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Psychotherapeutic theories are critical for evaluation, understanding and offering solutions to the clients. Psychotherapy has five distinctive categories, which are “psychoanalysis and psychodynamic, behavior, cognitive therapy, humanistic therapy and integrative or holistic therapy” (American Psychological Association, 2015). Psychoanalysis and psychodynamics focus on problematic feelings, thoughts and behaviors. Behavior therapy explores behavioral determinants such as culture, religion or violence. Cognitive therapy explores the difference between what people think and what they do. Cognitive theory claims that dysfunctional thinking results in negative behavior and emotions. Therefore, by changing the way a person thinks, the therapist can alter their behavior and emotions. Humanistic therapy explains the person’s capacity to make rational decisions and achieve maximum potential. Integrative or holistic therapy incorporates several theories to meet the client’s needs (American Psychological Association, 2015).

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Two psychotherapeutic theories that apply to the case study are psychoanalysis and psychodynamic and integrative, or holistic, therapy. Psychoanalysis and psychodynamic approach attempts to minimize problematic feelings and emotions by identifying the unconscious meanings and motivations (American Psychological Association). Sally states that her life is going well due to her happy marriage, family, and work. However, Sally states that she feels like something is missing. Sally’s dilemma can be solved by critically exploring her definition of “happiness”, especially in relation to her career. The factors to be explored include career position, skills, interests, spontaneity, promotions, rewards and expectations. The probable cause would be Sally’s not rewarding career that causes her to feel trapped and stagnated, though she cannot admit it. Sally may have chosen a career that does not align with her skills and talents. Although the career may be momentarily rewarding, it fails to provide her with satisfaction. A counselor can also use holistic and integrative psychotherapy to explore several possible causes of Sally’s middle adulthood career dilemma.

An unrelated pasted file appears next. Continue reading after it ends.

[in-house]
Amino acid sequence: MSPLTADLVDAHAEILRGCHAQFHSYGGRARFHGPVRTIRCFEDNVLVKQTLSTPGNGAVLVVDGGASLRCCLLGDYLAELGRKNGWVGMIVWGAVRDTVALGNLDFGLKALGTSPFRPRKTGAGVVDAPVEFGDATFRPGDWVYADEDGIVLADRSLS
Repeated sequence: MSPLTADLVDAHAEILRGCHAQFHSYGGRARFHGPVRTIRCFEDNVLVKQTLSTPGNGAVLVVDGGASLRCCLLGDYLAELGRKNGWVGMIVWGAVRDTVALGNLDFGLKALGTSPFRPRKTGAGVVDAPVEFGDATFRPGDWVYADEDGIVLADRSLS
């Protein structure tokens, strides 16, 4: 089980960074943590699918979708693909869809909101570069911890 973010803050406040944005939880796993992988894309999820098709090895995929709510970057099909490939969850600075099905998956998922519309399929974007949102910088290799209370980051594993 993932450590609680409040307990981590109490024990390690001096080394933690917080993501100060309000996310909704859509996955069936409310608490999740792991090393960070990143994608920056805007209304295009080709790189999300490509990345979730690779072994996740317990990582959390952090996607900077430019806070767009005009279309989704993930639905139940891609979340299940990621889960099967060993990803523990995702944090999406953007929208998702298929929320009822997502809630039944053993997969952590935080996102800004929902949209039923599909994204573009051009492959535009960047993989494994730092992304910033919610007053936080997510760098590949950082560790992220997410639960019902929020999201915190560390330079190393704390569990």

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The proposed three websites can assist a student to make career informed career decisions even in the absence of a career counselor. Sally in this case can use these websites to re-evaluate her skills, personality and interests to determine whether her career is right for her. The first web page can be found at The website offers a personality test based on Holland’s code. Holland’s code includes six personality types that determine a person’s behavior, skills and suitable career. Using this test a student can identify a career that fits his skills. The six personality types include “realistic, investigative, artistic, social, enterprising and conventional” (Truity, 2014). The occupational model of Holland explains the characteristics of each theory and their relation to personality. For example, artistic people are creative, sensitive, original, structural and spontaneous. Suitable professions include fashion models, artists, and actors. Social people are helpers, and their characteristic include caring, empathy, patience, friendliness and tactfulness. School counselors are an example of social people.